In accordance with the invention, a uniform exposure distribution is assured by controlling the time periods during which a plurality of lamps 13 to 16 are respectively energized. The plurality of lamps 13 to 16 are divided into a plurality of groups. the lamps in each group being energized for a period of time established by an associated timer. Since the lamps 13 to 16 must be energized for varying period of time to correct for an amount of exposure when the optical axis is moved by the variable magnification mechanism, these lamps are sequentially arranged along the direction in which the optical axis travels. The correction of the amount of exposure is automatically effected by adjusting a variable resistor contained in a timer by interlocking it with the variable magnification mechanism. Another variable resistor contained in thetimer is varied by means of an exposure dial to adjust the timer period without changing the ratio of time periods of the respective timers, thereby varying the exposure distribution in a uniform manner.

More specifically, referring to FIG. 4, graph A shows the relationship between the exposure period and the setting of the exposure dial when the copying is effected with a unity magnification and thus without no displacement of the optical axis. When the copying magnification is reduced to l l/2, the luminance on the photosensitive member will be increased by a factor of a, and therefore it is necessary to reduce the time periods during which the lamps in the respective groups are energized by a factor of l/oz in order to maintain a constant amount of exposure. Representing the time period which must be added or subtracted from the energization time period of the lamps l3, l4 and the lamps 15, 16 as a result ofa displacement of the optical axis by ,B, respectively, the exposure periods for the lamps l3, l5 and the lamps 14, 16 will be l/oz ,8 and l/or B, respectively, these being represented by graphs B and C.

Referring to FIG. 5, a control of the lamps 13 to 16 will be described. The control includes a switch SW1 which is closed at a predetermined time interval after the depression of a print switch which initiates a copying operation. The switch SW1 is connected in series with a relay coil RA1 and a reset switch SW2 across a pair of terminals P and N, across which a dc. power supply is connected. When the switch SW1 is closed, the relay coil RA1 is energized, whereby its normally open contact RA1-a1 connected in parallel with the switch SW1 is closed to self-hold this relay, and its normally open contacts RA1-a2 and RA1-a3 are also closed. The lamps 14 and 16 are connected in a parallel combination in series with the normally open contact RA1-a2 and a normally closed contact RA2-bl associated with a relay coil RA2 across a pair of terminals T1 and T2, across which an ac. supply is connected. These lamps are illuminated upon closure of the normally open contact RA1-a2. The closure of the normally open contact RA1-a3 connects a line P1 with the terminal P. A relay coil RA3 shunted by a capacitor C is connected in series with a normally closed contact RA4-b1 associated with a'relay coil RA4 across the line P1 and the terminal N, and is energized upon closure of the normally open contact RA1-a3 to close its normally open contact RA3-a1. The lamps 13, are connected in a parallel combination in series with normally open contacts RA1-a2 and RA3-a1 across the terminals T1 and T2, and begin to be illuminated when the normally open contact RA3-a1 is closed. A thyristor SCRl has its anode connected with the line Pl through a relay coil RA4 and its cathode with the terminal N. A diode D1 has its cathode connected with the line P1 and its anode connected in series with a resistor R1 and a capacitor C1 with the terminal N and also connected with the junction between the relay coil RA4 and the anode ofthe thyristor SCRl. The thyristor SCR1 has its gate connected with the cathode of a programmable unijunction transistor PUT] and also connected through a resistor R2 with the terminal N. The programmable unijunction transistor PUTl has its gate connected with a slidable point on a variable resistor VR1 which has its opposite ends connected through resistors R3 and R4 with a line P2 and the terminal N, respectively. The programmable unijunction transistor PUTl has its anode connected with a junction between a variable resistor VR2 and a capacitor C2, both of which are connected in series with a resistor R5 across the line P2 and the terminal N. The capacitor C2 is shunted by a series circuit comprising a normally closed contact RA1-b1 associated with a relay coil RA1 and a resistor R6. A constant voltage diode ZD is connected across the line P2 and the terminal N, and a resistor R7 is connected between the lines P1 and P2. The described circuit constitutes a timer TA.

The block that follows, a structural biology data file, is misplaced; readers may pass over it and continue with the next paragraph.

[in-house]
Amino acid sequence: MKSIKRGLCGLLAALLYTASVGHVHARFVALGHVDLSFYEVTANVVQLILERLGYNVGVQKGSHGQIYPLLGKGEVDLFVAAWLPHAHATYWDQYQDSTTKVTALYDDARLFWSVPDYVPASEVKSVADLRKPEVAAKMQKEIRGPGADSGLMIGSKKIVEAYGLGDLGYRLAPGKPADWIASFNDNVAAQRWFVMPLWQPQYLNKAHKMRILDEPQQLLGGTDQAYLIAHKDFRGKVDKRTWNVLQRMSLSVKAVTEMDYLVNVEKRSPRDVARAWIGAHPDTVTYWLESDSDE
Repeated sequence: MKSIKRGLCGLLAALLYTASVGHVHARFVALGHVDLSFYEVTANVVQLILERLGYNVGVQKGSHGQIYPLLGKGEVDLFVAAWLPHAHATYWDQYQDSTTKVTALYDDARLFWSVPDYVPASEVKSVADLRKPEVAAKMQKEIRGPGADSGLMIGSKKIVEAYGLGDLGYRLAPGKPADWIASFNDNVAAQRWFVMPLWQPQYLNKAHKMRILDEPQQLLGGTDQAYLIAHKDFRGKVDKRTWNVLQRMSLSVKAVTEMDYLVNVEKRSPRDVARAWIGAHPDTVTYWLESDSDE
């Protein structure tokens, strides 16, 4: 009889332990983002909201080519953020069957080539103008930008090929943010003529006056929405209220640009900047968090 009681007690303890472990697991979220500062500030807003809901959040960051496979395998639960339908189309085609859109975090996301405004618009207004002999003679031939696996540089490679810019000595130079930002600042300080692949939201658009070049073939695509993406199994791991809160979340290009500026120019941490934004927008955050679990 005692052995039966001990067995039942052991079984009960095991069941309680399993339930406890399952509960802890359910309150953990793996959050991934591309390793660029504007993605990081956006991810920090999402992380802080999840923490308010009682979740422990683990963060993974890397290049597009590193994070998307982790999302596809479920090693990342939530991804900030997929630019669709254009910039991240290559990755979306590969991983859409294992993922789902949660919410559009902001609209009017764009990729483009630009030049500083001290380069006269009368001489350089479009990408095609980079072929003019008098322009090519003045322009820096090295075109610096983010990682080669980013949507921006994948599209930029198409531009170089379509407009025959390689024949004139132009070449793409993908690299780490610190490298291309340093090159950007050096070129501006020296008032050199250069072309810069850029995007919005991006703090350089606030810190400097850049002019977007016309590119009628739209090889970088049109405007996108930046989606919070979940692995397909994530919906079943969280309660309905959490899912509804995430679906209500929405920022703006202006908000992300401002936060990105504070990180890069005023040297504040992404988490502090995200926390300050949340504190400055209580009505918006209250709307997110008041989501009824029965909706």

Another thyristor SCR2 has its anode connected through a relay coil RA2 with the line P1 and its cathode connected with the terminal N. A diode D2 has its cathode connected with the line P1 and its anode connected in series with a resistor R8 and a capacitor C3 with the terminal N and also connected with the junction between the relay coil RA2 and the anode of the thyristor SCR2. The thyristor SCR2 has its gate con nected with the cathode of another programmable unijunction transistor PUT2 and is also connected through a resistor R9 with the terminal N. The programmable unijunction transistor PUT2 has its gate connected with a slidable point on a variable resistor VR3 which has its opposite ends connected through resistors R10 and R11 with the line P2 and the terminal N, respectively. The anode of the programmable unijunction transistor PUT2 is connected with a junction between a variable resistor VR4 and a capacitor C4, both of which are connected in series with a resistor R12 across the line P2 and the terminal N. The capacitor C4 is shunted by a series circuit comprising a normally closed contact RA4-b1 associated with the relay coil RA4 and a resistor R13. The described circuit constitutes a timer TB.